Throughout the years I've spent writing and answering questions on elder care, I've gotten many questions from readers about the condition of an elder after hospitalization. The notes tell sad stories about an elderly person going into the hospital for surgery only to return home with dementia. Sometimes the dementia would improve, but other times the downward spiral had started, and full-blown Alzheimer's was the result.
My dad's situation was an extreme example. He went into surgery to have a shunt put in his brain. The shunt was to drain fluid that was building up behind scar tissue from a World War II brain injury. This is generally a fairly safe and useful surgery. However, in dad's case, for whatever reason, it backfired, and he came out of surgery with severe dementia from which he never recovered.
This dementia could have been caused by the surgery itself, the anesthesia or the trauma of hospitalization. Researchers, aware that situations like my dad's and others whose family members have written to me are not uncommon, are studying this issue.
An article at online.wsj.com titled, "Changing Intensive Care to Improve Life Afterward," looks into some changes being made in intensive care units with these negative outcomes in mind.
The article states that, "Intensive-care units have long kept critically ill patients immobilized, heavily sedated and on a breathing machine...Studies show that prolonged heavy sedation, for example, can trigger or exacerbate delirium, a temporary state of acute brain injury that has been linked to higher rates of death and dementia."
"Changing Intensive Care" describes a five-step plan that may help improve the ICU experience for everyone in that type of situation. However, the article also emphasizes the role of family members in assessing the patients.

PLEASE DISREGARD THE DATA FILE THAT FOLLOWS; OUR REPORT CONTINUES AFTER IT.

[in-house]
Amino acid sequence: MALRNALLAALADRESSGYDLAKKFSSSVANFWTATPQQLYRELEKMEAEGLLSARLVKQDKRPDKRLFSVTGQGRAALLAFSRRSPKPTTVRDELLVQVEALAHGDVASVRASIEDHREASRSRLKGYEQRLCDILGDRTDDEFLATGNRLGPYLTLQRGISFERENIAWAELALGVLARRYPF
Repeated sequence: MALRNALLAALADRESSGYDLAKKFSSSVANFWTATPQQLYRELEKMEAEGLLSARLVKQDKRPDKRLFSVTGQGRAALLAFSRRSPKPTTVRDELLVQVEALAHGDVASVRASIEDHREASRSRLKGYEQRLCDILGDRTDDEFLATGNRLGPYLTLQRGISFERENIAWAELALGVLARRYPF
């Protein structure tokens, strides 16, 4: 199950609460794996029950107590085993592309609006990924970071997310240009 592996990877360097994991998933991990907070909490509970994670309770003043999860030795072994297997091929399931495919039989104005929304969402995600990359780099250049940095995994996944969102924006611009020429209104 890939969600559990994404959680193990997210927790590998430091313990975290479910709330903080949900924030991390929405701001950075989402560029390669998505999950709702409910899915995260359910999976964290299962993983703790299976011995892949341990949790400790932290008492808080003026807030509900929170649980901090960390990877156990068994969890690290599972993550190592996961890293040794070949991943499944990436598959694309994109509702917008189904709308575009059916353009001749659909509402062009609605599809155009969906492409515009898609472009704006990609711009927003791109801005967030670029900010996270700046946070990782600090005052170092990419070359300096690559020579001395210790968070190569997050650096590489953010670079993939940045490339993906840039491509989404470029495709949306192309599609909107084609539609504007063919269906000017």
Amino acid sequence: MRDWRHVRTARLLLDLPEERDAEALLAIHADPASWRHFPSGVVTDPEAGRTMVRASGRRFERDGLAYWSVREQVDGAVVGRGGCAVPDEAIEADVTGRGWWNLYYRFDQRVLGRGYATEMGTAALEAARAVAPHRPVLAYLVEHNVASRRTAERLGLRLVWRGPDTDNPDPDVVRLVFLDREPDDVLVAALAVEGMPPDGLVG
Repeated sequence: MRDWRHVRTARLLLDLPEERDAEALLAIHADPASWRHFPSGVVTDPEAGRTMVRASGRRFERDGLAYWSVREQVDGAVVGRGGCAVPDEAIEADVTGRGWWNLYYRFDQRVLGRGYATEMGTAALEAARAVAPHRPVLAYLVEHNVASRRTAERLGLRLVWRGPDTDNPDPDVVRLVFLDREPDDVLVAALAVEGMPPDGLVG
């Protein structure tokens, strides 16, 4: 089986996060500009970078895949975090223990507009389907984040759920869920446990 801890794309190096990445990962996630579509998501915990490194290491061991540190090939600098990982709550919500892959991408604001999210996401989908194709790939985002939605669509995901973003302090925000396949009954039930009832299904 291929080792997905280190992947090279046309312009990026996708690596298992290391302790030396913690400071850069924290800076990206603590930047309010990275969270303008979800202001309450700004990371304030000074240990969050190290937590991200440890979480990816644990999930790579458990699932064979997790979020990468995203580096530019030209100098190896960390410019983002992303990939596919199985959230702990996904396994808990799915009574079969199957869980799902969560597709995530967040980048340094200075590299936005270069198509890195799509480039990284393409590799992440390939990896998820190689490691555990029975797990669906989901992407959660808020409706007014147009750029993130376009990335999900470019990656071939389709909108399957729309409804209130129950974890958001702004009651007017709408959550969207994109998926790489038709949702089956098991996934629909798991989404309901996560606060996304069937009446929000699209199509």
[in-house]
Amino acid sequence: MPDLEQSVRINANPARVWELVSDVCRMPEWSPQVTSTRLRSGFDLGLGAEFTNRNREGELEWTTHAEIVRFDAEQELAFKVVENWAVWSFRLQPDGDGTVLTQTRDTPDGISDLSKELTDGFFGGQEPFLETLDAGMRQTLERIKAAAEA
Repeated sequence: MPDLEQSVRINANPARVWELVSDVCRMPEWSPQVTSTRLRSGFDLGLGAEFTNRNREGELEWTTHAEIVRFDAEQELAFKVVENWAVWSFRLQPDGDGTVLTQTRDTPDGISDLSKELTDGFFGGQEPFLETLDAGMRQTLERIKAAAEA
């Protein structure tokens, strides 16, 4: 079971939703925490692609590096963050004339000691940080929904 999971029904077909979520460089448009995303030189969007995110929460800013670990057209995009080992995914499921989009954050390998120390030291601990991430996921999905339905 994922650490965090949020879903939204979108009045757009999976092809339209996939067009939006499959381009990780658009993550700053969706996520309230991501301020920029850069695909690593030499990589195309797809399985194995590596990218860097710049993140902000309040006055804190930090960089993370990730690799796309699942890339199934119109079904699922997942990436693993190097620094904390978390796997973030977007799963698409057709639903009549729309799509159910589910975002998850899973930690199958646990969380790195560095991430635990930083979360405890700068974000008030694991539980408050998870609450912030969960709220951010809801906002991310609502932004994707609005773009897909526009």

As a person who has been the primary family advocate for many family members, most of them elders, I couldn't agree more. Families often can spot signs of non-medical types of abnormal behavior in an individual before medical people can, simply because they know their loved one.
A number of the people who have written to ask about their elder's changed behavior have said the dementia symptoms occurred shortly after the person came home. This isn't surprising to me, since most of these hospitalized elders were sedated and still under the influence of some medications, often for pain, when they were sent home.
"Abnormal" behavior may at first be chalked up to this effect. Then, as the medications are withdrawn and/or changed, family members begin to see that changes are not due to medication side effects, but are due to some change in brain function or other trauma.
The program that is being looked at to change ICU care is a good start. For a direct link, go to the wsj.com's "Changing Intensive Care to Improve Life Afterward." However, in my opinion, more needs to be done.
Whether elders are subjected to emergency room treatment, ICU stays or prolonged hospitalizations, many suffer disorientation because they are traumatized by the noisy surroundings they don't understand, the cold atmosphere, being away from familiar people and mediation side effects that go unnoticed.
Certainly, some hospitalizations are necessary, including ER and ICU exposure. However, whenever we, as caregivers, can make a choice, I would generally choose the least exposure to hospital settings possible.
Many elders in nursing homes can be treated effectively in their home, saving the elder from significant trauma. For elders living in situations that offer less medical care than nursing homes, some in-home care agencies offer nursing care. Whenever possible, we'll want to protect our elders from hospital stays. Meanwhile, for the sake of those who must be hospitalized, let's hope more progress is made toward keeping the damage to a minimum. Elderly people are already at risk for dementia. Whatever we can do to spare them more risk, should be done.
Published On: February 16, 2011